CHERI (Capability Hardware Enhanced RISC Instructions) is a capability-based hardware/software research platform from Cambridge University and SRI. CHERI is designed as an architectural mix-in and has been specified in combination with MIPS, RISC-V, and, most recently, ARMv8-A, with Arm’s Morello prototype architecture. Emulators and FPGA realizations are available, with Morello silicon expected late 2021. Capability-aware forks of FreeRTOS, FreeBSD, LLVM, gdb, PostgreSQL, and QT WebKit are available and under active development; further porting efforts, of Linux and gcc especially, are underway. CHERI’s architecture is formally specified and key properties have been proven. Using CHERI’s mechanisms, software can efficiently implement fine-grained, reliable, spatial and temporal memory protection and scalable compartmentalization. Though folklore holds that capability hardware architectures are impractical, CHERI achieves its goals with low overheads and limited disruption to processor (micro)architecture while retaining broad compatibility with C and modern features such as dynamic linkage and thread-local storage. This talk will give an overview of CHERI and the software stacks developed atop it before deep-diving in to the speaker’s ongoing work on providing heap temporal memory safety atop CHERI’s architectural mechanisms.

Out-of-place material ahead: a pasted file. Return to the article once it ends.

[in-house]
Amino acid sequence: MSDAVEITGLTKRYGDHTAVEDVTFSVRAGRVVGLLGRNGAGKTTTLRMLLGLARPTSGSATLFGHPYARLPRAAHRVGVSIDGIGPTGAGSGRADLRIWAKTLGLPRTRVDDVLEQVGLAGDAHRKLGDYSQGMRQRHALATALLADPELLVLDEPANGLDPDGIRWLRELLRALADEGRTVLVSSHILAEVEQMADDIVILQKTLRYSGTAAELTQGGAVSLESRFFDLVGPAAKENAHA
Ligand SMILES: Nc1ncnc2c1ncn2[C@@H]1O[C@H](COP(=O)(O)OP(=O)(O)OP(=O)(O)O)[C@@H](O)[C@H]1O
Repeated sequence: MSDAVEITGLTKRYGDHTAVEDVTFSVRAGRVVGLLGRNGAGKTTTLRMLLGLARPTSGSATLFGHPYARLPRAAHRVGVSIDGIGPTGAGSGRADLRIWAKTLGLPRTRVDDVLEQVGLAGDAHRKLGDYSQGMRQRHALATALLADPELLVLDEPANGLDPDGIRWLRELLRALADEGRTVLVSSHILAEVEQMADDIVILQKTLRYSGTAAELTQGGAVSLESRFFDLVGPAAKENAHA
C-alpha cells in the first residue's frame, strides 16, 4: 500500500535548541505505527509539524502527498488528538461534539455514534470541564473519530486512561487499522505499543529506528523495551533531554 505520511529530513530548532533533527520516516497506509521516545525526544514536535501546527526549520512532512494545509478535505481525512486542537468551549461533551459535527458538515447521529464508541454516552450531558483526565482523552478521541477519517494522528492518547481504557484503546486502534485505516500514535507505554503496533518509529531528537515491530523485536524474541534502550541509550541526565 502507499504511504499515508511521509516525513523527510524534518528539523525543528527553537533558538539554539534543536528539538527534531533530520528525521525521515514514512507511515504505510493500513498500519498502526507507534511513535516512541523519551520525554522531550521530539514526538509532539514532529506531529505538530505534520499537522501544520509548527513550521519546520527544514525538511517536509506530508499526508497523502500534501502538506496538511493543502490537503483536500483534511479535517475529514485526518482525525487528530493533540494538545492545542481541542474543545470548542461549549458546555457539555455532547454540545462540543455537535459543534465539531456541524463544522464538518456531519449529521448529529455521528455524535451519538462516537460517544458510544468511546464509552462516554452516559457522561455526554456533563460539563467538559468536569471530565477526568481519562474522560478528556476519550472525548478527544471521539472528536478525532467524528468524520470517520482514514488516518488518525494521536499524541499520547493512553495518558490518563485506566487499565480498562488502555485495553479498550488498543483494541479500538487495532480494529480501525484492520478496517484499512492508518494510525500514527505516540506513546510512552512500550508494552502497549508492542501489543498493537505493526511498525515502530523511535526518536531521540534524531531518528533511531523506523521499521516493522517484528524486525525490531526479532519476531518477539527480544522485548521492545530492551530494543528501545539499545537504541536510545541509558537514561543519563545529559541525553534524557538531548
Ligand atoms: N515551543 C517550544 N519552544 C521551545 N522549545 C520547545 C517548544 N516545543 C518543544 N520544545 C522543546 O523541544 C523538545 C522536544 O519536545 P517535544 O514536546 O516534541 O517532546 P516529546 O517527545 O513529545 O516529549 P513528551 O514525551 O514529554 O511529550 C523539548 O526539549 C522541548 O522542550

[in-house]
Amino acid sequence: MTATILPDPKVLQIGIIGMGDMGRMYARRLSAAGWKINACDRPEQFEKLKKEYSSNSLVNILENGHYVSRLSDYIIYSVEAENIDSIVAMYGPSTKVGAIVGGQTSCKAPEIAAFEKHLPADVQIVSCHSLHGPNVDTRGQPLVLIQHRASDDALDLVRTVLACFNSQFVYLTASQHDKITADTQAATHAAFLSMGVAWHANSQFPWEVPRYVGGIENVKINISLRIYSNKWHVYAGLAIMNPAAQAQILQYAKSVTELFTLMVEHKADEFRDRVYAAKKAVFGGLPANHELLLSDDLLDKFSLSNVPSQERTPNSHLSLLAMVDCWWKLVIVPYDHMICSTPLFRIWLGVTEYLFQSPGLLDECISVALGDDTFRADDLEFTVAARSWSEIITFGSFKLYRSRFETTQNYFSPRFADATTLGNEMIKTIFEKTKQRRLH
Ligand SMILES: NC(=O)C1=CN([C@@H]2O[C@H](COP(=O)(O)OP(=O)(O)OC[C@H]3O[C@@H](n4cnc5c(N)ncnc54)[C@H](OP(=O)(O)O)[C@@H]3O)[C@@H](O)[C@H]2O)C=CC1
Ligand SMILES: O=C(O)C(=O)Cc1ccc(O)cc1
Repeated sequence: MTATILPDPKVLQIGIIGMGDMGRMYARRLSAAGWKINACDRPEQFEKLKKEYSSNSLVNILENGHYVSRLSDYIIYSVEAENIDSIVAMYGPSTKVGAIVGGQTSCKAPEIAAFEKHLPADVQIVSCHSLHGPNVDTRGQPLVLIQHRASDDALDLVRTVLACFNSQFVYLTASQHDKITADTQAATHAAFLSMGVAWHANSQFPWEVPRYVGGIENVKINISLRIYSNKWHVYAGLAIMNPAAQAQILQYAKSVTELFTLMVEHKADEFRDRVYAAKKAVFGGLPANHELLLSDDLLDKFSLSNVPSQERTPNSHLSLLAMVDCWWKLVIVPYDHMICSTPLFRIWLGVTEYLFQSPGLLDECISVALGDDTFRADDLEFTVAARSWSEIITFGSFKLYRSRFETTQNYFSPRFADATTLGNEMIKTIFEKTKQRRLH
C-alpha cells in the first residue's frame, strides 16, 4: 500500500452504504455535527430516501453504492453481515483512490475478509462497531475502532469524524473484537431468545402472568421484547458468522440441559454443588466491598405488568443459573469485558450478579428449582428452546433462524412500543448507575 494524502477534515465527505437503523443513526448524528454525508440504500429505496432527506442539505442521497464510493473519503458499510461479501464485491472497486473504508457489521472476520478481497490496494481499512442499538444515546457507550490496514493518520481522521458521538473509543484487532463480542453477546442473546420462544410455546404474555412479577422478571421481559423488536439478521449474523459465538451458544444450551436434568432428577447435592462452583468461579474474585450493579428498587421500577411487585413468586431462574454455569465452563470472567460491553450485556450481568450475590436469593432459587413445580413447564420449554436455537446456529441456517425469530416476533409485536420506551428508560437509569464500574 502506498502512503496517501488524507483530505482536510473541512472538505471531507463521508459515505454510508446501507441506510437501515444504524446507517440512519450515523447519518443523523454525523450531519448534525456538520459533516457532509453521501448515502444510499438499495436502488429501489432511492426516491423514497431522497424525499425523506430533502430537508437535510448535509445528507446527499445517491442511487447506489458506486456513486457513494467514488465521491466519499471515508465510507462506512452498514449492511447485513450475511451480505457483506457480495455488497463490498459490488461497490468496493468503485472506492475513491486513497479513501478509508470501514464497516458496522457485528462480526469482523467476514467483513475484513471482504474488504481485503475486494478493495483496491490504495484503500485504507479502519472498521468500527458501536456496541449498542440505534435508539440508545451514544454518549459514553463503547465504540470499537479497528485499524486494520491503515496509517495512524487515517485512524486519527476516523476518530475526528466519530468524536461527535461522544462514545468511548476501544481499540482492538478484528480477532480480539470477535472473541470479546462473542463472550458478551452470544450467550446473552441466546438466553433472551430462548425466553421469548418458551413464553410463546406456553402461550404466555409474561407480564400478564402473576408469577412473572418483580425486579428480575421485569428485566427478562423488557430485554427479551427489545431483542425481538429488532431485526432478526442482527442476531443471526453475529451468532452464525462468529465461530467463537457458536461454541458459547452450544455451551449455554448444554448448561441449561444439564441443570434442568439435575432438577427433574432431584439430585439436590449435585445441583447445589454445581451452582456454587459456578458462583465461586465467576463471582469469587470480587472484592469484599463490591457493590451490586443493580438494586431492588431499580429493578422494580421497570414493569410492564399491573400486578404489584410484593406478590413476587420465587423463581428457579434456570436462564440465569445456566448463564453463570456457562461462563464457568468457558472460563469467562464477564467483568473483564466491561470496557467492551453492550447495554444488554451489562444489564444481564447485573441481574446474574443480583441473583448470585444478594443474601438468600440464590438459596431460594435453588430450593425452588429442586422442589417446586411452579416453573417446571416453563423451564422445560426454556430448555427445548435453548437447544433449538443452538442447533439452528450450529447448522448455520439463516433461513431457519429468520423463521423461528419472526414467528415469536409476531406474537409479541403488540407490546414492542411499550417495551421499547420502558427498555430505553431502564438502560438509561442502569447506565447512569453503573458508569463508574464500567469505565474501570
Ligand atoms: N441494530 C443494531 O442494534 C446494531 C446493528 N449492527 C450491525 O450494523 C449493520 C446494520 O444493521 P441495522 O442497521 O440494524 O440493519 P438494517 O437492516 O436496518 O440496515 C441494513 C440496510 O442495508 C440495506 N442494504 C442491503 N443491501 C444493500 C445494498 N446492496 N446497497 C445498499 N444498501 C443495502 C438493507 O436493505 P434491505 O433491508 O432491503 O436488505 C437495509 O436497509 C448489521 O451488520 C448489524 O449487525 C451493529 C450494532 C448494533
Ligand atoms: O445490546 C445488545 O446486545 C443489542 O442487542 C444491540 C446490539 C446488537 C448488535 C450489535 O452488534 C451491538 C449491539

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Dr. Nathaniel “Wes” Filardo is a Senior Researcher at Microsoft Research Cambridge, where he leads the effort to build heap temporal memory safety enforcement atop CHERI. He was previously a postdoctoral research associate under Dr. Robert Watson in the University of Cambridge Computer Lab’s security group. He received a Ph.D. in Computer Science from Johns Hopkins University in 2017 under the supervision of Jason Eisner, and additionally holds B.S. degrees in Computer Science and Physics from Carnegie Mellon University.